Oh, Jawsie. My sweet, Jawsie. It’s been such am honor watching you grow from just a pup to the murderous killing machine intent on extracting revenge on your mother’s killer that you are today. We challenged and beat the apex predators from the bayou to the open ocean. We’ve chomped entire beaches full of people until the sand was stained red with blood. Heck, I was there for all your mutations; your early bone stage, the shadow phase, and the awkward bio-electric years. It was all good fun and you helped make this year bearable for a bit.
As a free pack-in game, Astro’s Playroom is so much better than it has any right to be. It’s over-flowing with fun nods to the PlayStation hardware and software of yesteryear and ends up becoming a celebration of the platform, of sorts. It’s a solid little platformer, chock-full of humorous winks and nods, and showcases the potential that the DualSense’s capabilities can achieve.
I don’t know what’s up my uncle’s ass here, but I saved his and many others because I deviated from that bullshit Samurai Code of Coduct document that I never signed or even saw in my inbox. What, it’s cool to shoot an unsuspecting guy in the face from across a field, but I can’t drop a Ninja Vanish smoke bomb and backstab someone? C’mon, man.
The game was super fun in the first half. They tried to double-up in the second, but I already had my fill. Regardless, the visual aspects, imagery, and aesthetics were so striking and stand-out that I couldn’t help but put it on my list this year.
If I had infinite money and wanted to make a fighting game, I’d probably recruit Arc System Works to do the work. That’s likely also what the owners of Granblue Fantasy thought when they wanted to make their Free-2-Play mobile game into a competitive fighting game. But why ArcSys? Take a look at their track record. They’ve made drop-dead gorgeous hand-drawn games coupled with innovative gameplay.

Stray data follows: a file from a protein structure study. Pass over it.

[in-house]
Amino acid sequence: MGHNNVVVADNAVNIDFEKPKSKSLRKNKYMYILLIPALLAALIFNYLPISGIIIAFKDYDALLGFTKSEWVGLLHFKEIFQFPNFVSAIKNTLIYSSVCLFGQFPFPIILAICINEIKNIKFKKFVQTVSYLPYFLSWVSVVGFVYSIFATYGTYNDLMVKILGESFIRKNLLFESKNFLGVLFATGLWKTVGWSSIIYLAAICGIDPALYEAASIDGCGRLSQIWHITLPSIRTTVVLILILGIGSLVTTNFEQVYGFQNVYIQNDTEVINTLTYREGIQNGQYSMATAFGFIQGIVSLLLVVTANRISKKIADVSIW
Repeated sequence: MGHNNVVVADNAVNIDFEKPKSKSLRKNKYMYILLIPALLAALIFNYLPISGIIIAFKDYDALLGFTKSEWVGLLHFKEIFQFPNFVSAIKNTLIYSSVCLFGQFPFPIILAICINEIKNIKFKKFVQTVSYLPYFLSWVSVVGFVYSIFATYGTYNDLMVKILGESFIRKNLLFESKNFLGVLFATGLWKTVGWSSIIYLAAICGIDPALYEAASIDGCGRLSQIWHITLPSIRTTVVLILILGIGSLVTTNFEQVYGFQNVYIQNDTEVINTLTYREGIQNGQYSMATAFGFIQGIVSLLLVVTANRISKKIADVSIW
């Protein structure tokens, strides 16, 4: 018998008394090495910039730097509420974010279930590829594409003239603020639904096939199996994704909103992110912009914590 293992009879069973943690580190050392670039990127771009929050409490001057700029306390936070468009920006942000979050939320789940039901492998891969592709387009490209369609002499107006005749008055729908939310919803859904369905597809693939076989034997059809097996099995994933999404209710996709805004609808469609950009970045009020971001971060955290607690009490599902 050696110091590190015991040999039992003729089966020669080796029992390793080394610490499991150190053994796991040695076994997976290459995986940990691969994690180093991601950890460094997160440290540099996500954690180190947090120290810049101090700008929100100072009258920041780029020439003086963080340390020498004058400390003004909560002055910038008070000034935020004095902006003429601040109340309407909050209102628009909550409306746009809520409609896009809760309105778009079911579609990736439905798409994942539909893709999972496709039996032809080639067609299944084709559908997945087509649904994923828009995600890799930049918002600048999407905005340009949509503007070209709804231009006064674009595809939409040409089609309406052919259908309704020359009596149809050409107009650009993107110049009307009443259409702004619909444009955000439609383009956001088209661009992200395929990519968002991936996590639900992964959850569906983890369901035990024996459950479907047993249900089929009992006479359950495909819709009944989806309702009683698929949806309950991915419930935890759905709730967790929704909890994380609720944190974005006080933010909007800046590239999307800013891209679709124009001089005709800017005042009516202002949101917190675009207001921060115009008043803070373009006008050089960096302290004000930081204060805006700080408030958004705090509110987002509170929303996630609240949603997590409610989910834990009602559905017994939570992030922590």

Granblue Fantasy Versus is beginner friendly enough to entice the casual, mobile market, and deep enough to intrigue fighting game veterans. That’s a hell of a line to skate and ArcSys did it, yet again.
Hey, I know. Streets of Rage? Hallowed ground. Y’all, like myself, put many hours into doing grand uppers with Streets of Rage 1-3. Who the hell is Lizardcube and Guard Crush Games? Apparently someone who did just as many Grand Uppers as you…
Lizardcube earned their cred from the beautifully re-rendered Wonder Boy--they knew hand-drawn graphics. Guard Crush...lesser known. But, man did I have a good time with their previously released, lo-fi, side-scrolling beat-em-up called: Streets of Fury. It was doofy looking, but fun to control. The gameplay was there, and solid. And it gave me hope.
Once released, Streets of Rage 4 delivered in the visuals and gameplay and I couldn’t be happier with it.
5. Nioh 2
I was already an unstoppable killing machine, but now you gave me new powers? This game rules!
I’m on record as saying that Nioh has a nice addicting combat loop. Attack from one of three heights (high, med, low), dodge or ki-pulse (to recover stamina), rinse, repeat, win. Usually. Sometimes. Actually, to hell with this game. I’m terrible at it.
Like a wizard, Animal Crossing is never late, nor is it early. It arrives precisely when he means to.
Honestly, could this game have come at a better time? Maybe a week earlier? Even so...I’m thankful for when this game released. It got me through some shit.
Yo, I think this Miles kid might be better than the OG Spider-Man.
I want someone to look at me the way that Kasuga looks at everyone.
A lot of what goes into my liking of a game is the controls and general feel. The fighting. The combat. The loop. The moment-to-moment gameplay is what keeps me interested and the incremental rewards are what spur me onwards and keep me invested. Hades epitomizes this circle.